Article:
Will DNC Change Rules to Prevent Sanders Nomination?

We chronicled the Democratic National Committee's efforts and alleged activity to prevent Senator Bernie Sanders from becoming the 2016 Democratic presidential nominee (here, here, and here). As the Iowa caucuses meet tonight and according to recent reports, it may happen again in 2020 as DNC insiders consider reviving superdelegates' primary role at the DNC Convention:

A small group of Democratic National Committee members has privately begun gauging support for a plan to potentially weaken Bernie Sanders’ presidential campaign and head off a brokered convention.

In conversations on the sidelines of a DNC executive committee meeting and in telephone calls and texts in recent days, about a half-dozen members have discussed the possibility of a policy reversal to ensure that so-called superdelegates can vote on the first ballot at the party’s national convention. Such a move would increase the influence of DNC members, members of Congress and other top party officials, who now must wait until the second ballot to have their say if the convention is contested.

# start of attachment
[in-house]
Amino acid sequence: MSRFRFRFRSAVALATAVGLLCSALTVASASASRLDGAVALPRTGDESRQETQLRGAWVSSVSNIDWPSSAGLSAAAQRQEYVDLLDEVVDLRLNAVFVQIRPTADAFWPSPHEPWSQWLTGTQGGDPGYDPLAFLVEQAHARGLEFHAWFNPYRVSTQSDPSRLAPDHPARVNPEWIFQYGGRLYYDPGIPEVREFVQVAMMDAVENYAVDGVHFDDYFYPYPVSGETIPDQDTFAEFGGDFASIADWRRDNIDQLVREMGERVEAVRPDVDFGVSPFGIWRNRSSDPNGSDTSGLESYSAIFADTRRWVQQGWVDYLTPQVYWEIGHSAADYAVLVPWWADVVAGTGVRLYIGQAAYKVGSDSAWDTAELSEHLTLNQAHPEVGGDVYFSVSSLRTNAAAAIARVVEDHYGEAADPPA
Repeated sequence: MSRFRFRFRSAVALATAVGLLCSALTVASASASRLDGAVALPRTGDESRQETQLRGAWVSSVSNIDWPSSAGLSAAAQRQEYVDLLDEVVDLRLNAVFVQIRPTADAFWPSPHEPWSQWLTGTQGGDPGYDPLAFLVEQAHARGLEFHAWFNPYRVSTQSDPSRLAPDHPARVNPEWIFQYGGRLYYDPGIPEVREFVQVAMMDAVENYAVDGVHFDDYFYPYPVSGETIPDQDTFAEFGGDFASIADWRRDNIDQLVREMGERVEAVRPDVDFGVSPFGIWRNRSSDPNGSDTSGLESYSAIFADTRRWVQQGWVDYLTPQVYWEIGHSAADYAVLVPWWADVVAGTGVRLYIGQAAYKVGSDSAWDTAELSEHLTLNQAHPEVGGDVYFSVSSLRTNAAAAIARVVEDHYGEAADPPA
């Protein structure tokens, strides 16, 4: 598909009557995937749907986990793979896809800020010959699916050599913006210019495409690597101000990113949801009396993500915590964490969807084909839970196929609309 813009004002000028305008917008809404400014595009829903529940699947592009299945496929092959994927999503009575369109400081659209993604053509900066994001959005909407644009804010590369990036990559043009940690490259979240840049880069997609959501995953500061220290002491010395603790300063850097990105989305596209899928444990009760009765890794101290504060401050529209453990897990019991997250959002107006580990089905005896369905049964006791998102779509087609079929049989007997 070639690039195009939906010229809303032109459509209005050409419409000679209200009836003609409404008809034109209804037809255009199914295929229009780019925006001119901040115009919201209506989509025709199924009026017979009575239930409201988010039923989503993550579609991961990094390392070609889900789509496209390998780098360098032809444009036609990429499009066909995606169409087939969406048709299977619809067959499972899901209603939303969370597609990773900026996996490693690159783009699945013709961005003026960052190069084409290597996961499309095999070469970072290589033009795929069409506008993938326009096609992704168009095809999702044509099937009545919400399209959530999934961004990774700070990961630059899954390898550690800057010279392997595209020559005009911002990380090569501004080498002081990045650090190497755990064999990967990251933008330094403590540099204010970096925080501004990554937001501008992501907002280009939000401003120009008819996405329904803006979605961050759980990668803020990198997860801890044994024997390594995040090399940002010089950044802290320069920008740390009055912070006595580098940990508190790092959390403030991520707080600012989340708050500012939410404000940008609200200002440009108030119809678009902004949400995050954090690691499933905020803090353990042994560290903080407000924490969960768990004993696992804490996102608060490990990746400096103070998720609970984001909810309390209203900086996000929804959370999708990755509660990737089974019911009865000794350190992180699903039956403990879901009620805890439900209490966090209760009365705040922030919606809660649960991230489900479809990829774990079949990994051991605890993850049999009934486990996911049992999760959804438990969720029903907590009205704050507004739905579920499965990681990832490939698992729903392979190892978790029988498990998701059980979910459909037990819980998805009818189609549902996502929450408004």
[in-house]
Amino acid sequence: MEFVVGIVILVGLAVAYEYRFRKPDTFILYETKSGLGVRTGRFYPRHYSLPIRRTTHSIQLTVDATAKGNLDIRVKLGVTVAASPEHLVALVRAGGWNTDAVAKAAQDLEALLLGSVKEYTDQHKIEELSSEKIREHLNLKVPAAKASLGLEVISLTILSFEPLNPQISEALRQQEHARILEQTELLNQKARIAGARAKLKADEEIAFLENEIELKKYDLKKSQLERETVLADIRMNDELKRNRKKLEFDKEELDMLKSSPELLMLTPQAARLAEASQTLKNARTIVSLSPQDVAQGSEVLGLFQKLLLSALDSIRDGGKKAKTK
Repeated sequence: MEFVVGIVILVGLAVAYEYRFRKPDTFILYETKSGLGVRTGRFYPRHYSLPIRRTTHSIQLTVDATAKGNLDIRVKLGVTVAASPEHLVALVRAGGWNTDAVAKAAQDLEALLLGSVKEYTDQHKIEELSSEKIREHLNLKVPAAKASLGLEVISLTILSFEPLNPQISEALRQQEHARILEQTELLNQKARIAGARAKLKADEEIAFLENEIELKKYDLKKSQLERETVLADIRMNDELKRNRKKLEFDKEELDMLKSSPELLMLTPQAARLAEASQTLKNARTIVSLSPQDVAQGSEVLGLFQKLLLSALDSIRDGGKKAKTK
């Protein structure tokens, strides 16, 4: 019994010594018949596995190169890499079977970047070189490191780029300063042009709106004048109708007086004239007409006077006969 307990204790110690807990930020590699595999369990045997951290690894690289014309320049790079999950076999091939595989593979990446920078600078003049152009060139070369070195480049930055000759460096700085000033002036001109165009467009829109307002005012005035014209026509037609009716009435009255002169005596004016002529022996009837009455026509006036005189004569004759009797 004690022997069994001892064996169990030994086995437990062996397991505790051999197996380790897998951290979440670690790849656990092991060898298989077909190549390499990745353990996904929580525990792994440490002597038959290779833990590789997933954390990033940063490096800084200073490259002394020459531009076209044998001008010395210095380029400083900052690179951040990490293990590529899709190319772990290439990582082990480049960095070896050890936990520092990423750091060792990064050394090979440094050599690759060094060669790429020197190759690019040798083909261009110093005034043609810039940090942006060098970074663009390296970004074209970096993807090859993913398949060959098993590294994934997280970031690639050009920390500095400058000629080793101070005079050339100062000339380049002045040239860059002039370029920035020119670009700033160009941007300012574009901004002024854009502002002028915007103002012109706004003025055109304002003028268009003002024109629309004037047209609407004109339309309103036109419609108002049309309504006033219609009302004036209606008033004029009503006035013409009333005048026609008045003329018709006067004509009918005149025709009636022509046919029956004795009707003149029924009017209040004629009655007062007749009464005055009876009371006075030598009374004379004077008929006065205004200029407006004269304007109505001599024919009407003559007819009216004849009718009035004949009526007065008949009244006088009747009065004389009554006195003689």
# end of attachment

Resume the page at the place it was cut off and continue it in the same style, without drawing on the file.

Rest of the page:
Superdelegates protected Hillary Clinton from Sanders' challenge in 2016, but resulted in a process that may not have reflected the will of Democratic voters. The DNC attempted to reform the process after 2016, relegating superdelegates only to a potential second ballot at the Convention. Of course, the Republican National Committee has no superdelegate system, resulting in a better representation of the will of Republican voters, which gave us nominee Donald Trump in 2016. As we wrote then:

The RNC has a far more clear and concise, democratic process for candidate selection while the DNC utilizes a system that functions to negate the will of the people in favor of the will of the establishment.

If Senator Sanders continues to be a frontrunner for the Democratic nomination, it will be interesting to see whether the currently unlikely proposal to restore superdelegates' power gains traction among the Democratic establishment.